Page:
STORY: Patient-Search Yourself
Gregory James was uncommonly strange but somehow they knew, it should be no other way He compared himself not to other men we see but instead to the man he knew he could be
The people at Gregory James’ funeral didn’t know each other but as they told stories about him they knew it had to be the same guy. He owned no TV because, he said, it would distract him from what really mattered. He tipped 50% at restaurants and he usually knew the life story of his server before he left. He ate ramen and PBJs when he could so he’d have more money to give away in different ways. He wrote prayer poems to recite for each of his friends every day. He took chalk with him wherever he went so that he could write encouraging messages on sidewalks. He took a year off to shadow 20 people at different jobs- because he wanted to make sure he didn’t miss his calling. He would not fire his employees when there was no work. He wrote an autobiography before he died but it was just about the lives of the people that had been in his life! It seemed everyone knew this uncommon man, and no one knew another person like him.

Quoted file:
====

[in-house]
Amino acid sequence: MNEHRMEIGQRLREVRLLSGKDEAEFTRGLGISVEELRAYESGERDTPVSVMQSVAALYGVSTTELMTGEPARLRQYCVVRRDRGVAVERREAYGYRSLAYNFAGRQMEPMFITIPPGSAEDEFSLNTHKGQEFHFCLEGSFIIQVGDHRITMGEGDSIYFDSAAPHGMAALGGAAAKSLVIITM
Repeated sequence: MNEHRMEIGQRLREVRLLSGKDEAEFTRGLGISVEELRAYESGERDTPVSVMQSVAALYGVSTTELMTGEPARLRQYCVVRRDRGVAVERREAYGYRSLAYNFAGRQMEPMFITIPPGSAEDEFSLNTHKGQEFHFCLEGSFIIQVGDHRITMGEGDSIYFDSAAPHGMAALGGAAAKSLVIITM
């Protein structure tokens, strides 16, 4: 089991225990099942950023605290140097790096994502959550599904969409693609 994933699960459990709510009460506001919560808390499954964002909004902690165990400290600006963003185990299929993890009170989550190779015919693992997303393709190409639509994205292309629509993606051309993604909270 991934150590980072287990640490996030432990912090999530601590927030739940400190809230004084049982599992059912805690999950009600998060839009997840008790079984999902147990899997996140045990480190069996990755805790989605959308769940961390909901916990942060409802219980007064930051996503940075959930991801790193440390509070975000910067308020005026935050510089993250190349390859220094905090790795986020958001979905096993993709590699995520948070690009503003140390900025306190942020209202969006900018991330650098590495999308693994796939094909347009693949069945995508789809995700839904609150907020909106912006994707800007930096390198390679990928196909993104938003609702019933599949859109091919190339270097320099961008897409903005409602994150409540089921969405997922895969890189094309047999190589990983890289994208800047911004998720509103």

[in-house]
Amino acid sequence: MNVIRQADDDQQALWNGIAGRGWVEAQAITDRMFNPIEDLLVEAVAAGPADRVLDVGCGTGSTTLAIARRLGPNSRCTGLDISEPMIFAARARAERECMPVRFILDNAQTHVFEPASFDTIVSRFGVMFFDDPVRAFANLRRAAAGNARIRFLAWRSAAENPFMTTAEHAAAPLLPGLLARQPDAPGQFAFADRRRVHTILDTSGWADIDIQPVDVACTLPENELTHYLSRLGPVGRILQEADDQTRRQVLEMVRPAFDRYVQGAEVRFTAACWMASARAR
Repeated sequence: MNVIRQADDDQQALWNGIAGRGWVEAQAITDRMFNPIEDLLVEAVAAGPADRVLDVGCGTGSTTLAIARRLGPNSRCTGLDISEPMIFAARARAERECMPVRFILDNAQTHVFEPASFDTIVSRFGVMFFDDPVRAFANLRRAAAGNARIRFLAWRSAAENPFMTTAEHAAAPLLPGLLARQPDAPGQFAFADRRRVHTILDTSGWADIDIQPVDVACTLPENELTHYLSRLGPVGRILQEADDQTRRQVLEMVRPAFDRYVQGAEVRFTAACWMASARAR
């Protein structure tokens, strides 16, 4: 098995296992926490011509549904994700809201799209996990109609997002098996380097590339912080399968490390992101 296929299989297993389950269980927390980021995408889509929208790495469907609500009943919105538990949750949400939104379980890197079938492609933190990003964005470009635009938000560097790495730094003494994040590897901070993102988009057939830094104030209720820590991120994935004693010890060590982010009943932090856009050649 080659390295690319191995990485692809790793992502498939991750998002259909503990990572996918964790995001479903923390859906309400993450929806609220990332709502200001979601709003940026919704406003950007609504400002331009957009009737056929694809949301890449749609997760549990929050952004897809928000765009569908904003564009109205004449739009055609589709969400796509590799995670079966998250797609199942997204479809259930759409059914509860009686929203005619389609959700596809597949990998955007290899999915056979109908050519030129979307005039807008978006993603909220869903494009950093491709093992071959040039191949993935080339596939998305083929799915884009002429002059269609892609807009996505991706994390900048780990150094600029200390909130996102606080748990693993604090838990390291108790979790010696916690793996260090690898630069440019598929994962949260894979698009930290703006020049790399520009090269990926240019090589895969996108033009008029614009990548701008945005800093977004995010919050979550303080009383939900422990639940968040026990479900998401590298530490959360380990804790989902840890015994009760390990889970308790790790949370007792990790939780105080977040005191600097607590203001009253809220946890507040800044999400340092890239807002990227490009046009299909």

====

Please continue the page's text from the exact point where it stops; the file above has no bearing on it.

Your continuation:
For Roscoe Jones, if most people think he is cool, he feels he’s probably winning the game. When he gets to work five minutes late, but still before his coworkers, he considers it success. He likes to be the one who contributes the most in the conversation about last night’s TV shows. His circle of friends all wear similar sports coats and ripped jeans when they go out. He rock climbs and camps because secretly he wants to post on eHarmony that he is outdoorsy. He lowered his Honda Civic even though the bumper scrapes on dipping driveways. He goes home and watches TV at night to kill time, because he is bored of this game. bored with life. Maybe he’ll get some rest from all this, he says, when he’s dead.
One thing that was different between Gregory James and Roscoe Jones is this. Roscoe compares himself to the people around him and evaluates his success by the society he lives in. Greg compares himself to the man he could be-that God has uniquely patented him to become. He knew that his identity and purpose was best found in the eyes of his creator, and he did his best to find and become that for which he was designed.